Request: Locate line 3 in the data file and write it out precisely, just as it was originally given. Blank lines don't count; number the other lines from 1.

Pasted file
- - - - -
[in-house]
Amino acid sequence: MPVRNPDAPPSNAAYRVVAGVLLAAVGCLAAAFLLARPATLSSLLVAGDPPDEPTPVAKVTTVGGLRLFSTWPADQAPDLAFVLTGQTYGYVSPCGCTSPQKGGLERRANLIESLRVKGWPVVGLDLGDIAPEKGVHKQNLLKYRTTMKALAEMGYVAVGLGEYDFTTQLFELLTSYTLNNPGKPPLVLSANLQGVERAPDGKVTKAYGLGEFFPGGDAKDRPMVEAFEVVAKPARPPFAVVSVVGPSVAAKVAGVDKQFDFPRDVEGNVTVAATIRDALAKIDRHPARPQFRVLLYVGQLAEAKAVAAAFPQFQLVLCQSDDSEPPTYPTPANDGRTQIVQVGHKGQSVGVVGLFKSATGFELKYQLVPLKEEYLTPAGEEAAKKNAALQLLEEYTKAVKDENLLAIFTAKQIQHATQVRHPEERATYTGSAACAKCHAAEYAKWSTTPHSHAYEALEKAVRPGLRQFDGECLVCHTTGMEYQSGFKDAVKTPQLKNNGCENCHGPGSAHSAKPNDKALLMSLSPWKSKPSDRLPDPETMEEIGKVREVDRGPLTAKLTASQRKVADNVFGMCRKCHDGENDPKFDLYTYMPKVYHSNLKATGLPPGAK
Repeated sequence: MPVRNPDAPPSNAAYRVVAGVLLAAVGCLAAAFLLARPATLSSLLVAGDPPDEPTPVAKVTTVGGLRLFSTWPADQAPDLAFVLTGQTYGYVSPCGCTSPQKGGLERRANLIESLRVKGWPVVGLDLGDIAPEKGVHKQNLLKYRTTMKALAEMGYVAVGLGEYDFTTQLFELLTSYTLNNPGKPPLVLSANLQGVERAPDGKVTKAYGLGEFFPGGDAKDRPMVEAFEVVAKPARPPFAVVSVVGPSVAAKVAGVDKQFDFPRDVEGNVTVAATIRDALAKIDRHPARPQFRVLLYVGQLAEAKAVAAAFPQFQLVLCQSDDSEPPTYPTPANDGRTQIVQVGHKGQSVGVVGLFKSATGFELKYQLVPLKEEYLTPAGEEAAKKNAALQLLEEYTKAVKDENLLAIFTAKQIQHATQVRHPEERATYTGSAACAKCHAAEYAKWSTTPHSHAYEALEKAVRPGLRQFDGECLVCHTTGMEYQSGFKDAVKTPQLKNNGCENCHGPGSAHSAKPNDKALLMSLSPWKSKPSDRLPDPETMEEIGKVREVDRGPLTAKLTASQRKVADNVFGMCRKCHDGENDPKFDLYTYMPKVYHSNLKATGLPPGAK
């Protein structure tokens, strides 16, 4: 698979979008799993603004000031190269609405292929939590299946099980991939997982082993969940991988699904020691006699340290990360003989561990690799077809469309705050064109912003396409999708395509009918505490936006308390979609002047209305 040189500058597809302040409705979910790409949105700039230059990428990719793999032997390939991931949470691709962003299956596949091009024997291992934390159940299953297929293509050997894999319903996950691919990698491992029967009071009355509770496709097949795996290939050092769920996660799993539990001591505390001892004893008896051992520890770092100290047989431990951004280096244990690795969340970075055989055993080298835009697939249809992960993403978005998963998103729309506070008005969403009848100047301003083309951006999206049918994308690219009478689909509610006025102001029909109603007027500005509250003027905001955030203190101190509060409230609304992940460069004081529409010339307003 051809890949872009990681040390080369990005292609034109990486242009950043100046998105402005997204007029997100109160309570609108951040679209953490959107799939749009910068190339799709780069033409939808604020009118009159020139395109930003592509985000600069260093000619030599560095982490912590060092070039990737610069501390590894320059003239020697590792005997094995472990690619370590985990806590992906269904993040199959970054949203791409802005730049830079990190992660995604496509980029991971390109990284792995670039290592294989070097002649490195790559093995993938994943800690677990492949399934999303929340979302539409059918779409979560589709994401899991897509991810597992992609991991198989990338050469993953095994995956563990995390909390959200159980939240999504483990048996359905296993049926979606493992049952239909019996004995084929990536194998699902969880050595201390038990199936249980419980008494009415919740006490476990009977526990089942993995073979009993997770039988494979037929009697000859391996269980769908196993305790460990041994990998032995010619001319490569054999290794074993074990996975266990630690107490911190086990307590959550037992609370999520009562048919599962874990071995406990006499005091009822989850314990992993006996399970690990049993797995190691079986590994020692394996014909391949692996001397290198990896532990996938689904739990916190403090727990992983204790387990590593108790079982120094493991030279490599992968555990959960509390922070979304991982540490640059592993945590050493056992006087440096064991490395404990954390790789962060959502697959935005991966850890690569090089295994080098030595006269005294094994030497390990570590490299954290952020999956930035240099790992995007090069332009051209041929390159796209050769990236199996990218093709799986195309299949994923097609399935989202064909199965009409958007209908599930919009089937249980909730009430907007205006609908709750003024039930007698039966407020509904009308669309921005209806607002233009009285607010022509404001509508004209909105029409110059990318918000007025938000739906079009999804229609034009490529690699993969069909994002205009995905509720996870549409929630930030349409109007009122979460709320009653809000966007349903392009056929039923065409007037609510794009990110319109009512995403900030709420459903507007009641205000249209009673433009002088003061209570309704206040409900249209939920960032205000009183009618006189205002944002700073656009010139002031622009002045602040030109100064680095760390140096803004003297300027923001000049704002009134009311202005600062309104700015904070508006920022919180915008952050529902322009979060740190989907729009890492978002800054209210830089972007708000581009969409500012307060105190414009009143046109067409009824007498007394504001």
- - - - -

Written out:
Repeated sequence: MPVRNPDAPPSNAAYRVVAGVLLAAVGCLAAAFLLARPATLSSLLVAGDPPDEPTPVAKVTTVGGLRLFSTWPADQAPDLAFVLTGQTYGYVSPCGCTSPQKGGLERRANLIESLRVKGWPVVGLDLGDIAPEKGVHKQNLLKYRTTMKALAEMGYVAVGLGEYDFTTQLFELLTSYTLNNPGKPPLVLSANLQGVERAPDGKVTKAYGLGEFFPGGDAKDRPMVEAFEVVAKPARPPFAVVSVVGPSVAAKVAGVDKQFDFPRDVEGNVTVAATIRDALAKIDRHPARPQFRVLLYVGQLAEAKAVAAAFPQFQLVLCQSDDSEPPTYPTPANDGRTQIVQVGHKGQSVGVVGLFKSATGFELKYQLVPLKEEYLTPAGEEAAKKNAALQLLEEYTKAVKDENLLAIFTAKQIQHATQVRHPEERATYTGSAACAKCHAAEYAKWSTTPHSHAYEALEKAVRPGLRQFDGECLVCHTTGMEYQSGFKDAVKTPQLKNNGCENCHGPGSAHSAKPNDKALLMSLSPWKSKPSDRLPDPETMEEIGKVREVDRGPLTAKLTASQRKVADNVFGMCRKCHDGENDPKFDLYTYMPKVYHSNLKATGLPPGAK